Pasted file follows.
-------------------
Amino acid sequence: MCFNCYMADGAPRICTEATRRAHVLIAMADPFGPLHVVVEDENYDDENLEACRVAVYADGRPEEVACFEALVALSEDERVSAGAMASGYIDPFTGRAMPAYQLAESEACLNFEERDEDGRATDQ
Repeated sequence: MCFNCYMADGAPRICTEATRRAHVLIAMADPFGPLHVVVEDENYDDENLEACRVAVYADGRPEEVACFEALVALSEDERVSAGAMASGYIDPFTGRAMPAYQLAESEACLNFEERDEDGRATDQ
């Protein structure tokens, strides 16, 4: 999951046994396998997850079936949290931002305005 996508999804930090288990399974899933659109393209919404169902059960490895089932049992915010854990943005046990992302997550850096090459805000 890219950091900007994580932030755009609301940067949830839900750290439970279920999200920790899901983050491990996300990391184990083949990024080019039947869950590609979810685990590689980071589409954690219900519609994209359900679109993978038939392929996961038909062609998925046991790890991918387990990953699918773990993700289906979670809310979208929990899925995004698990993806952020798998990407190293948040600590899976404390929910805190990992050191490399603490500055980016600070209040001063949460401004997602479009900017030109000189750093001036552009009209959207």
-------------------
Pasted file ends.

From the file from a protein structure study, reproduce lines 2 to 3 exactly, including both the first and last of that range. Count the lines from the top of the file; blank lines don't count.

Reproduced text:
Repeated sequence: MCFNCYMADGAPRICTEATRRAHVLIAMADPFGPLHVVVEDENYDDENLEACRVAVYADGRPEEVACFEALVALSEDERVSAGAMASGYIDPFTGRAMPAYQLAESEACLNFEERDEDGRATDQ
């Protein structure tokens, strides 16, 4: 999951046994396998997850079936949290931002305005 996508999804930090288990399974899933659109393209919404169902059960490895089932049992915010854990943005046990992302997550850096090459805000 890219950091900007994580932030755009609301940067949830839900750290439970279920999200920790899901983050491990996300990391184990083949990024080019039947869950590609979810685990590689980071589409954690219900519609994209359900679109993978038939392929996961038909062609998925046991790890991918387990990953699918773990993700289906979670809310979208929990899925995004698990993806952020798998990407190293948040600590899976404390929910805190990992050191490399603490500055980016600070209040001063949460401004997602479009900017030109000189750093001036552009009209959207």